Additionally, people who use drugs, particularly Black, Indigenous, and People of Color (BIPOC), are disproportionately impacted by systemic oppression (e.g., racism, sexism, classism, homophobia, transphobia), poverty, houselessness, and food insecurities. These social determinants of health (SDOH) can influence whether an individual is more (or less) likely to die from an overdose.
- Providers can train to become principled providers, as this emphasizes patient autonomy, harm reduction, shared decision-making, and informed consent, ultimately addressing major gaps within individual levels of care as well as dismantling and redesigning our broken healthcare system.
**Feature photo obtained with standard license on Shutterstock.
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Ashley Shukait, MPH, CHES, is a Public Health Consultant and Harm Reduction Program Manager for Unified HIV Health and Beyond in Southeast Michigan. She is dedicated to integrating collective action by applying a trauma-healing racial justice lens to center the voices of people with lived and living experiences of substance use, sex work, and those harmed by racialized drug policies and systems.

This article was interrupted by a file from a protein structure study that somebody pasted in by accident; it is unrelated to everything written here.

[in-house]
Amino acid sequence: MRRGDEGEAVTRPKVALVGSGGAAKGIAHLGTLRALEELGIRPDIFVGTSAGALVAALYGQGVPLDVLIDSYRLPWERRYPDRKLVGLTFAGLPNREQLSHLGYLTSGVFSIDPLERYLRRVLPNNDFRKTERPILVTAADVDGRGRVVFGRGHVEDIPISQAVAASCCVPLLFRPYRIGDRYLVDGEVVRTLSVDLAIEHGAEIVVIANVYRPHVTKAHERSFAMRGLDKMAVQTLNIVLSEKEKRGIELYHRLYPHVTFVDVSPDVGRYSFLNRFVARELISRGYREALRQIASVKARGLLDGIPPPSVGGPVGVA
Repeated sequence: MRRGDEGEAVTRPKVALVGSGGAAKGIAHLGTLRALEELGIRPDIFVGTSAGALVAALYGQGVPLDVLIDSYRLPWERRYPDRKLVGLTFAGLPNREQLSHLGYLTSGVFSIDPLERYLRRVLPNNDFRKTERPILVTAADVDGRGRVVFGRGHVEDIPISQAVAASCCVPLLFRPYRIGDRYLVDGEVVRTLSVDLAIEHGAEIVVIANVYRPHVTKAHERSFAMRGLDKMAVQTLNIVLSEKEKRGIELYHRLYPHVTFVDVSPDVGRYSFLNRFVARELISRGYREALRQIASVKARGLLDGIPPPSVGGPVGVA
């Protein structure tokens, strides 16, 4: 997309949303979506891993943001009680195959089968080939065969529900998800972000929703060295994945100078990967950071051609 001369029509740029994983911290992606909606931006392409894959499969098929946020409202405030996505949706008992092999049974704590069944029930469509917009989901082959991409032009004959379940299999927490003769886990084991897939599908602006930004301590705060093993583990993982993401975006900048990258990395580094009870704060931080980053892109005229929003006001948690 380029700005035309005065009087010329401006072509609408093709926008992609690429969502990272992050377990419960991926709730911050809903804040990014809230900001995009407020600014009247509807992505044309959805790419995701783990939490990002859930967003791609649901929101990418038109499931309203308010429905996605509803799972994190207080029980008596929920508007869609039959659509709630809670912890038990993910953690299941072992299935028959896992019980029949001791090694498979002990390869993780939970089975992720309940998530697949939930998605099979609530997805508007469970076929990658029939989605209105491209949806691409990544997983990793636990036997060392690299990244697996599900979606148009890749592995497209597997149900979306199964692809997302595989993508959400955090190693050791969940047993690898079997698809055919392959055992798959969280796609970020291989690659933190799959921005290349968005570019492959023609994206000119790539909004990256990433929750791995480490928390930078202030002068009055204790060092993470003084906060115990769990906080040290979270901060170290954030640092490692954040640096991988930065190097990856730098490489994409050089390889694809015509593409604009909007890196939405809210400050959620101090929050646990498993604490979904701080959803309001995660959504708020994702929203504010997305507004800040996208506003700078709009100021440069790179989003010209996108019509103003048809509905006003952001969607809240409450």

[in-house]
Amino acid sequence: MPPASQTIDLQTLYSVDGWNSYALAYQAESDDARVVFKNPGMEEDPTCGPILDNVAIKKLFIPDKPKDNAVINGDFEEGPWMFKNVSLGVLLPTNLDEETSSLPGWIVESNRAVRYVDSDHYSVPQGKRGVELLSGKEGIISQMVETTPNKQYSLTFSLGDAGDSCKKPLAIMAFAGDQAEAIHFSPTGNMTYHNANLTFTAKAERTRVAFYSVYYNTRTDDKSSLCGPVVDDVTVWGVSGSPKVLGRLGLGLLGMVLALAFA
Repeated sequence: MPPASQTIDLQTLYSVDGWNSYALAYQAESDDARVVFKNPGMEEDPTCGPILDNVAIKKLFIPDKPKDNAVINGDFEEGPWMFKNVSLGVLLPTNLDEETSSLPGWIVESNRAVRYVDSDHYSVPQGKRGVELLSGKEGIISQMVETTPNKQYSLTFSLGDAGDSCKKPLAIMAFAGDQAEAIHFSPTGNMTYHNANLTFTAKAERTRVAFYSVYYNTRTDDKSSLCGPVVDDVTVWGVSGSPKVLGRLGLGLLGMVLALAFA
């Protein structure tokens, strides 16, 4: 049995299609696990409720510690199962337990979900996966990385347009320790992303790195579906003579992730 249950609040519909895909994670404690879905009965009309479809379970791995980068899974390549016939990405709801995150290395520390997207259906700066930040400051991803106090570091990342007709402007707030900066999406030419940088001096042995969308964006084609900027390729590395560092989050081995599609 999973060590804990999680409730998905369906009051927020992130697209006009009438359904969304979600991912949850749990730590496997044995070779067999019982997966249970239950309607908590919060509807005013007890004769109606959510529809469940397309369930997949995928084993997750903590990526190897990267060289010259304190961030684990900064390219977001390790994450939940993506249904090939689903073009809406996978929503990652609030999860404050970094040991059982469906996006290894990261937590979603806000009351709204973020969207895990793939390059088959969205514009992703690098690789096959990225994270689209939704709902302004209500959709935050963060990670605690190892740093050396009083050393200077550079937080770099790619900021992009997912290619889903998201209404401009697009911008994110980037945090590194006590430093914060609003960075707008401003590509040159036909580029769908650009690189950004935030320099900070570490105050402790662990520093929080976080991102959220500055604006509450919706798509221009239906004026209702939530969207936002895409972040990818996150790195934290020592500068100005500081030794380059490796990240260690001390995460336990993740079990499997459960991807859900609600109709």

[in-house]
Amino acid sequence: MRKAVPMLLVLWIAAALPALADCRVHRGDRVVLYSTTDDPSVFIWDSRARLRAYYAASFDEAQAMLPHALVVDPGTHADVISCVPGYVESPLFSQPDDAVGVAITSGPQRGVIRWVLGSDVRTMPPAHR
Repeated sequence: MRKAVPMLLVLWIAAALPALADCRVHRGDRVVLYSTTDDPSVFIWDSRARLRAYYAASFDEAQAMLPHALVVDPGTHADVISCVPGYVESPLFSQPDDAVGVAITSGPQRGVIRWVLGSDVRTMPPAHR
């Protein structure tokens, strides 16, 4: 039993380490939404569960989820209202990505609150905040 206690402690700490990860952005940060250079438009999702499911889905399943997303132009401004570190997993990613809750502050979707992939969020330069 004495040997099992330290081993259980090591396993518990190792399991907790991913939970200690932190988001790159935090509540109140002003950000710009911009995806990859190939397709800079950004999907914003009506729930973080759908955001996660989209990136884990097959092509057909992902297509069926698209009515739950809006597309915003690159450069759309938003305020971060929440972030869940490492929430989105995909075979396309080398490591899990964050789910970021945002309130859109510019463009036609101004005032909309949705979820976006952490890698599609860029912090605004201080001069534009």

Glyceria Tsinas, QMHA, is the Director of Development for the Academy of Perinatal Harm Reduction in Portland, Oregon, and she works tirelessly to push back on antiquated narratives about drug use and parenting. Her dynamic and unique blend of equal parts harm reduction professional and drug war survivor posit her to create grounded yet innovative solutions to complex problems.